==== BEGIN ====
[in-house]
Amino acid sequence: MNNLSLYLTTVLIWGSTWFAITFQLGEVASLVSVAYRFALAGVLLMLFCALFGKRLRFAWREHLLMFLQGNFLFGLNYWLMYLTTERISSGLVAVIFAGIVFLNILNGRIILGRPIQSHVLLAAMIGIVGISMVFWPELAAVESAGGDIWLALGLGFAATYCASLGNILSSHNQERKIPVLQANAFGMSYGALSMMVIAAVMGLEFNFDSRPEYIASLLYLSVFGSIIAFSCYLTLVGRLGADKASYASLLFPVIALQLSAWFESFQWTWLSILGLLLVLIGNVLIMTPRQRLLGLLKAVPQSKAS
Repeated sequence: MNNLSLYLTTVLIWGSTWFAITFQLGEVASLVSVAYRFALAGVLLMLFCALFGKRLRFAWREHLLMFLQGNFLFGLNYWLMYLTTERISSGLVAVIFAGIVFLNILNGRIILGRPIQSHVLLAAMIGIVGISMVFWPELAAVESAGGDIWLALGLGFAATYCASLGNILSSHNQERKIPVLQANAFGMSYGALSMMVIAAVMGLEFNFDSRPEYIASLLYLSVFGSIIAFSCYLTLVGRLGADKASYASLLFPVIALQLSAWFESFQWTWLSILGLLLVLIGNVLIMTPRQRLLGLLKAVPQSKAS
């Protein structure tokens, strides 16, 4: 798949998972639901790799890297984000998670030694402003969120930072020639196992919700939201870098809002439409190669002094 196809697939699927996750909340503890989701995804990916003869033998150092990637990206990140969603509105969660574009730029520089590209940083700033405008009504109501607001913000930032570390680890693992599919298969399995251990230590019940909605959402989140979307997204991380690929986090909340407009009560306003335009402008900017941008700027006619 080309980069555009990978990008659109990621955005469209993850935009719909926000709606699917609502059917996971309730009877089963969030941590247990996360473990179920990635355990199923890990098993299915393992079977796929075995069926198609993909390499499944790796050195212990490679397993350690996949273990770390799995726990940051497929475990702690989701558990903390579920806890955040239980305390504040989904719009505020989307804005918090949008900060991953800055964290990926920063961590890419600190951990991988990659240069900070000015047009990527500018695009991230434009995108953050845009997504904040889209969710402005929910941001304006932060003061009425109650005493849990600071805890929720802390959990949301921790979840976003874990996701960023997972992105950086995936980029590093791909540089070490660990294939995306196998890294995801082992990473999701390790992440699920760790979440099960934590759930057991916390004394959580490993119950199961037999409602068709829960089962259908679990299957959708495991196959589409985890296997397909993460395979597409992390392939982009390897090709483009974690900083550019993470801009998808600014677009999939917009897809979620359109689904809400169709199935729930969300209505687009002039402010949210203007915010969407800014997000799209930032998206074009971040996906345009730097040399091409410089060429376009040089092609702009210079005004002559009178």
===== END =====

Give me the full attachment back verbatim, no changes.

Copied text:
[in-house]
Amino acid sequence: MNNLSLYLTTVLIWGSTWFAITFQLGEVASLVSVAYRFALAGVLLMLFCALFGKRLRFAWREHLLMFLQGNFLFGLNYWLMYLTTERISSGLVAVIFAGIVFLNILNGRIILGRPIQSHVLLAAMIGIVGISMVFWPELAAVESAGGDIWLALGLGFAATYCASLGNILSSHNQERKIPVLQANAFGMSYGALSMMVIAAVMGLEFNFDSRPEYIASLLYLSVFGSIIAFSCYLTLVGRLGADKASYASLLFPVIALQLSAWFESFQWTWLSILGLLLVLIGNVLIMTPRQRLLGLLKAVPQSKAS
Repeated sequence: MNNLSLYLTTVLIWGSTWFAITFQLGEVASLVSVAYRFALAGVLLMLFCALFGKRLRFAWREHLLMFLQGNFLFGLNYWLMYLTTERISSGLVAVIFAGIVFLNILNGRIILGRPIQSHVLLAAMIGIVGISMVFWPELAAVESAGGDIWLALGLGFAATYCASLGNILSSHNQERKIPVLQANAFGMSYGALSMMVIAAVMGLEFNFDSRPEYIASLLYLSVFGSIIAFSCYLTLVGRLGADKASYASLLFPVIALQLSAWFESFQWTWLSILGLLLVLIGNVLIMTPRQRLLGLLKAVPQSKAS
């Protein structure tokens, strides 16, 4: 798949998972639901790799890297984000998670030694402003969120930072020639196992919700939201870098809002439409190669002094 196809697939699927996750909340503890989701995804990916003869033998150092990637990206990140969603509105969660574009730029520089590209940083700033405008009504109501607001913000930032570390680890693992599919298969399995251990230590019940909605959402989140979307997204991380690929986090909340407009009560306003335009402008900017941008700027006619 080309980069555009990978990008659109990621955005469209993850935009719909926000709606699917609502059917996971309730009877089963969030941590247990996360473990179920990635355990199923890990098993299915393992079977796929075995069926198609993909390499499944790796050195212990490679397993350690996949273990770390799995726990940051497929475990702690989701558990903390579920806890955040239980305390504040989904719009505020989307804005918090949008900060991953800055964290990926920063961590890419600190951990991988990659240069900070000015047009990527500018695009991230434009995108953050845009997504904040889209969710402005929910941001304006932060003061009425109650005493849990600071805890929720802390959990949301921790979840976003874990996701960023997972992105950086995936980029590093791909540089070490660990294939995306196998890294995801082992990473999701390790992440699920760790979440099960934590759930057991916390004394959580490993119950199961037999409602068709829960089962259908679990299957959708495991196959589409985890296997397909993460395979597409992390392939982009390897090709483009974690900083550019993470801009998808600014677009999939917009897809979620359109689904809400169709199935729930969300209505687009002039402010949210203007915010969407800014997000799209930032998206074009971040996906345009730097040399091409410089060429376009040089092609702009210079005004002559009178």